Sunday, February 08, 2009

Evaluations from the Center of Gravitas

From the Blog: Center of Gravitas:
Gos na'chalek este.

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My last post exposed some ambivalence among faculty about the role of “official” teaching evaluations from students. Most of us do want feedback on content, but there also seems to be a general consensus that the weight given to student evaluations is out of kilter with the actual hard work that goes into teaching. I also believe that most students are not well informed about the purpose of evaluations.As many of us are seeing last semester’s teaching evaluations return to us, let me help you read between the lines of those anonymous student comments that aren’t really about your teaching at all. It’s time for one of my favorite segments at CoG, “What They Say and What They Really Mean.”

What They Say in the Written Evaluation: “This class was one of the best classes that I have ever taken.”

What They Mean: “This class was one of the best classes that I have ever taken.”

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What They Say: “This is the worst class that I have ever taken.”

What They Mean: “This class challenged many of my most basic assumptions and required me to work hard.”

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What They Say: “This professor was really condescending.”

What They Mean: “I can’t take criticism.”

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What They Say: “This class required too much reading.”

What They Mean: “To pass this class, I actually had to crack a book on my own time.”

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What They Say: "This class was so easy it was a joke."

What They Mean: "After years of reading student complaints in evaluations, this professor has simply given up."

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What They Say: "This professor is a leading scholar in the field."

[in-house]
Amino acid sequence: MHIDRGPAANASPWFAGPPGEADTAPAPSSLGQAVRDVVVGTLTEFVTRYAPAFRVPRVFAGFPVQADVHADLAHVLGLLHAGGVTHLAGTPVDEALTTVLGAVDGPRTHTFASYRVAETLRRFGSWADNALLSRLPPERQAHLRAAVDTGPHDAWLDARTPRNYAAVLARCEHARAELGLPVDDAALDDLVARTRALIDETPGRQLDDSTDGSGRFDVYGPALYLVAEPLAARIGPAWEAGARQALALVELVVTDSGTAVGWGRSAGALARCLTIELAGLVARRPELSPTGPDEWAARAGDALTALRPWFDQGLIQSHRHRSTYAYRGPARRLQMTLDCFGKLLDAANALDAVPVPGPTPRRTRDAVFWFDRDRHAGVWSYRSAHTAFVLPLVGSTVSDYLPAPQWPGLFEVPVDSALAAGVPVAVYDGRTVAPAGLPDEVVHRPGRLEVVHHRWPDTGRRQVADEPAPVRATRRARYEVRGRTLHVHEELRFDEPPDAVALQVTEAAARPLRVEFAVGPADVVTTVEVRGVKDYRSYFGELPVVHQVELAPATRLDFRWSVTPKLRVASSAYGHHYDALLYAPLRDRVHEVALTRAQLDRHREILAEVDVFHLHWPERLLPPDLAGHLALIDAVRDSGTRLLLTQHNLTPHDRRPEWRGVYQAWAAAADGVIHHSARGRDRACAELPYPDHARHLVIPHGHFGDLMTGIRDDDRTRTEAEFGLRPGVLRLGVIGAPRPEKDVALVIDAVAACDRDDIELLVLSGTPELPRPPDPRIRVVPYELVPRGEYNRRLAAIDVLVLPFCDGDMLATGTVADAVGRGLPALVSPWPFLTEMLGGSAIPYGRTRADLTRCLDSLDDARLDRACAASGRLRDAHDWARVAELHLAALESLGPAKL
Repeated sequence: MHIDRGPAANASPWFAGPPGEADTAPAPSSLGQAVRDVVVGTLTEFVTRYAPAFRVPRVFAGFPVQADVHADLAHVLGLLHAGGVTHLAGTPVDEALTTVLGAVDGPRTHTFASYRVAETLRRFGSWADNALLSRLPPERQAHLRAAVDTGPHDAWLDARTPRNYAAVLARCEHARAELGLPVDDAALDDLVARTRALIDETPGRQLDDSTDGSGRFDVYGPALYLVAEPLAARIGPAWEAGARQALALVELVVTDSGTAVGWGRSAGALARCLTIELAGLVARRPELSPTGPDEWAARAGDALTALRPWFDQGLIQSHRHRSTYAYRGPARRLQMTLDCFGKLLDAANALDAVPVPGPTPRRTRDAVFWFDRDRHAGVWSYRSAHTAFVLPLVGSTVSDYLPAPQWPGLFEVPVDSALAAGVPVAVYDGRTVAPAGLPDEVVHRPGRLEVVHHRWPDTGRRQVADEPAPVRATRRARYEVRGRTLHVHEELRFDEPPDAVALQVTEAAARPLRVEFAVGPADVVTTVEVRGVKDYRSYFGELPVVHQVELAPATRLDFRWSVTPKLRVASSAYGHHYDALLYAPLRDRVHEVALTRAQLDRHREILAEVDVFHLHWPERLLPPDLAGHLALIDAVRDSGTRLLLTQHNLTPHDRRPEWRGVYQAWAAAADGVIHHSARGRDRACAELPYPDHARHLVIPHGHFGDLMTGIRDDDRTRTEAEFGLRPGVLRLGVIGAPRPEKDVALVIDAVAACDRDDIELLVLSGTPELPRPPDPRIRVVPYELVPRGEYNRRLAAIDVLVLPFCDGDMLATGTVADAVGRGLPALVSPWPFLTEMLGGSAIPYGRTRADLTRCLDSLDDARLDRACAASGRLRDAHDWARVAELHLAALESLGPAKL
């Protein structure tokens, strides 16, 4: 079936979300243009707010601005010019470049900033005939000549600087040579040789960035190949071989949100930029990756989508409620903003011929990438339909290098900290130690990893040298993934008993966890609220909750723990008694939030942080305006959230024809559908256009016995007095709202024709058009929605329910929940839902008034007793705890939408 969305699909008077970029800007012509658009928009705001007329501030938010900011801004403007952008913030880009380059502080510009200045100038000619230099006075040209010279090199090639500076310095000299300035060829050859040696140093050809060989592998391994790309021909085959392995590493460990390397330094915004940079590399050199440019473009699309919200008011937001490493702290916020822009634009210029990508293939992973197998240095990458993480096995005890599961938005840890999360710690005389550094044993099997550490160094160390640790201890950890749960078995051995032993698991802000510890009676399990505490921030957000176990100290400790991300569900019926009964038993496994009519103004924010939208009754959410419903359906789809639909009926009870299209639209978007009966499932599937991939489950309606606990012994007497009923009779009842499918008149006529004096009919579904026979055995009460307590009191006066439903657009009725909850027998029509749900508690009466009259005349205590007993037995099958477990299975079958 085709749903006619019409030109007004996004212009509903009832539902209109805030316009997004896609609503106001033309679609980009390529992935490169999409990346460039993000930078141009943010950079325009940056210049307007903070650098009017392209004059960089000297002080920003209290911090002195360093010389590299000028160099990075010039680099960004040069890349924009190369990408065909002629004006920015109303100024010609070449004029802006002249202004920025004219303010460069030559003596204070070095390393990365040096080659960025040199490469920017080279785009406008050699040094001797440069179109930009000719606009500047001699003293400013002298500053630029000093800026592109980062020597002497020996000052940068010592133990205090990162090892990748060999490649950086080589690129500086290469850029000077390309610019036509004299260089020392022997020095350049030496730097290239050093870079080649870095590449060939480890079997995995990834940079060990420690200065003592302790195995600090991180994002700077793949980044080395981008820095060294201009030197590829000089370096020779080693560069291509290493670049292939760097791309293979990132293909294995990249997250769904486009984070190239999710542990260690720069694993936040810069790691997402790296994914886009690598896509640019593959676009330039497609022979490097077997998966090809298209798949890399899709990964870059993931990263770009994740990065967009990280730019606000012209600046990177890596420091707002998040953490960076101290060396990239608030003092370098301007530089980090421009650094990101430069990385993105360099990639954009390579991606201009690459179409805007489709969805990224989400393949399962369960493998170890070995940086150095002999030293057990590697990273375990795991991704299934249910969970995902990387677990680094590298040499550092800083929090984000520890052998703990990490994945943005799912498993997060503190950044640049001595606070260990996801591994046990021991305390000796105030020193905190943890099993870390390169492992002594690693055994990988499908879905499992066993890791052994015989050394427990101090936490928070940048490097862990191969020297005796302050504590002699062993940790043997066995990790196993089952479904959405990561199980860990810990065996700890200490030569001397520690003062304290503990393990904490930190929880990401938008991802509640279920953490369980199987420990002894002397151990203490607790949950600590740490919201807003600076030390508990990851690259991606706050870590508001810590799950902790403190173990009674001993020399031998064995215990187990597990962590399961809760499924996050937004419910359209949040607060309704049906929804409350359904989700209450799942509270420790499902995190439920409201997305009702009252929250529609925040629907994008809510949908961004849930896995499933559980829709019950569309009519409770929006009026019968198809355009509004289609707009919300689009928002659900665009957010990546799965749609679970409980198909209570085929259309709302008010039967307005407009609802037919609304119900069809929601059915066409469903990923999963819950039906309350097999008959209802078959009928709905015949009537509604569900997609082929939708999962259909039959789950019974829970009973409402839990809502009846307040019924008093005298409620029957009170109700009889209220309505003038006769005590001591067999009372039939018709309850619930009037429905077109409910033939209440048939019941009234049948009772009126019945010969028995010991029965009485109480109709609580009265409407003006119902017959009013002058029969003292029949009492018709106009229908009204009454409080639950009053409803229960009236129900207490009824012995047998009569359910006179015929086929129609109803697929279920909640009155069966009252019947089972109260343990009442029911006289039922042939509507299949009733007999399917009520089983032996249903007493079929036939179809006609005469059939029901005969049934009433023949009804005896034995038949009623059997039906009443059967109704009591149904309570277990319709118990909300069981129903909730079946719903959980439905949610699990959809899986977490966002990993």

What They Mean: "This professor assigned hir own book as required reading."


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What They Say: “This was one of the funniest professors that I have ever had.”

What They Mean: “I didn't learn a damn thing, but the professor should be given a late-night talk show.”

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What They Say: “This professor was filled with lots and lots of energy.”

What They Mean: “I think that this professor might have a cocaine problem.”


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What They Say: “The professor should post the lecture notes on-line so that we can have something to follow in class.”

What They Mean: “The professor should post the lecture notes on-line so that we won’t have to go to class at all.”

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What They Say: "This professor is a fool."

What They Really Mean: "My hubris as a first-semester freshman leads me to believe that I know more than the people who spent the past twenty years studying this topic."

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What They Say: “Discussion during class was often filled with awkward silence.”

What They Mean: “My classmates didn’t do any of the reading and therefore had nothing to say.”

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What They Say: “The professor has the worst taste in clothes that I have ever seen.”

What They Mean: “I have no idea about what constitutes an appropriate professional relationship and will probably be fired from my first job.”

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What They Say: “This class should have had more films.”

What They Mean: “I was often too drunk to pay attention to the lectures.”

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What They Say: “This class had a lot of films.”